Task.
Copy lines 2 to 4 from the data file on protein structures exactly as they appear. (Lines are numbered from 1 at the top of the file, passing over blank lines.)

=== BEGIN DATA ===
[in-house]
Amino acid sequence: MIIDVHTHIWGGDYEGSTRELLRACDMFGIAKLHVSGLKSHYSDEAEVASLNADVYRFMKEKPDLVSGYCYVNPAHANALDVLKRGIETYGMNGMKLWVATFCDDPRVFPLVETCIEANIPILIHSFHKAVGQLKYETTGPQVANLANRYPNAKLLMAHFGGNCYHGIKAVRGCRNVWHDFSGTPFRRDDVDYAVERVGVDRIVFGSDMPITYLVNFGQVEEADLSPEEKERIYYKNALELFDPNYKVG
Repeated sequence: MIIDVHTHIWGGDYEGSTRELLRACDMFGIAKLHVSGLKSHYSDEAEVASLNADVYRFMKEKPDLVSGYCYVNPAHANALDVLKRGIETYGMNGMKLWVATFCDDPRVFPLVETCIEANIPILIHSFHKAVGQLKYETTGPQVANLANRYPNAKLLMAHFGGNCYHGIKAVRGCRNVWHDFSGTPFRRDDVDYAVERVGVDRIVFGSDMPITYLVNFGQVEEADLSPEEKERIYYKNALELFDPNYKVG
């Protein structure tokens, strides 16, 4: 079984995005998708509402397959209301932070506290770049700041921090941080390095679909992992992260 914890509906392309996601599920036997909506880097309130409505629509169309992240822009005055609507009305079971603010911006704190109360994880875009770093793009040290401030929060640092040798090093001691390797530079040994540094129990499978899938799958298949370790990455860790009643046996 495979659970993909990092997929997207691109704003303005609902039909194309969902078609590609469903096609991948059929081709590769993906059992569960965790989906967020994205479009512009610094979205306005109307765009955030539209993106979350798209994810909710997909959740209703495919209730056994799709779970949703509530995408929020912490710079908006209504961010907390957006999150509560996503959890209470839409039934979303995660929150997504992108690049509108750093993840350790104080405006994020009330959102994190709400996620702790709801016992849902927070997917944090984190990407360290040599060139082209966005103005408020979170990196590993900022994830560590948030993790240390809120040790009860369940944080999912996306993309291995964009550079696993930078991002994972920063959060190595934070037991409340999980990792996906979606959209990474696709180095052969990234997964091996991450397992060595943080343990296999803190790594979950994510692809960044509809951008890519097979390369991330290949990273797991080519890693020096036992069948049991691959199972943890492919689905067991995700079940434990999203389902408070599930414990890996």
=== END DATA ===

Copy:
Amino acid sequence: MIIDVHTHIWGGDYEGSTRELLRACDMFGIAKLHVSGLKSHYSDEAEVASLNADVYRFMKEKPDLVSGYCYVNPAHANALDVLKRGIETYGMNGMKLWVATFCDDPRVFPLVETCIEANIPILIHSFHKAVGQLKYETTGPQVANLANRYPNAKLLMAHFGGNCYHGIKAVRGCRNVWHDFSGTPFRRDDVDYAVERVGVDRIVFGSDMPITYLVNFGQVEEADLSPEEKERIYYKNALELFDPNYKVG
Repeated sequence: MIIDVHTHIWGGDYEGSTRELLRACDMFGIAKLHVSGLKSHYSDEAEVASLNADVYRFMKEKPDLVSGYCYVNPAHANALDVLKRGIETYGMNGMKLWVATFCDDPRVFPLVETCIEANIPILIHSFHKAVGQLKYETTGPQVANLANRYPNAKLLMAHFGGNCYHGIKAVRGCRNVWHDFSGTPFRRDDVDYAVERVGVDRIVFGSDMPITYLVNFGQVEEADLSPEEKERIYYKNALELFDPNYKVG
């Protein structure tokens, strides 16, 4: 079984995005998708509402397959209301932070506290770049700041921090941080390095679909992992992260 914890509906392309996601599920036997909506880097309130409505629509169309992240822009005055609507009305079971603010911006704190109360994880875009770093793009040290401030929060640092040798090093001691390797530079040994540094129990499978899938799958298949370790990455860790009643046996 495979659970993909990092997929997207691109704003303005609902039909194309969902078609590609469903096609991948059929081709590769993906059992569960965790989906967020994205479009512009610094979205306005109307765009955030539209993106979350798209994810909710997909959740209703495919209730056994799709779970949703509530995408929020912490710079908006209504961010907390957006999150509560996503959890209470839409039934979303995660929150997504992108690049509108750093993840350790104080405006994020009330959102994190709400996620702790709801016992849902927070997917944090984190990407360290040599060139082209966005103005408020979170990196590993900022994830560590948030993790240390809120040790009860369940944080999912996306993309291995964009550079696993930078991002994972920063959060190595934070037991409340999980990792996906979606959209990474696709180095052969990234997964091996991450397992060595943080343990296999803190790594979950994510692809960044509809951008890519097979390369991330290949990273797991080519890693020096036992069948049991691959199972943890492919689905067991995700079940434990999203389902408070599930414990890996």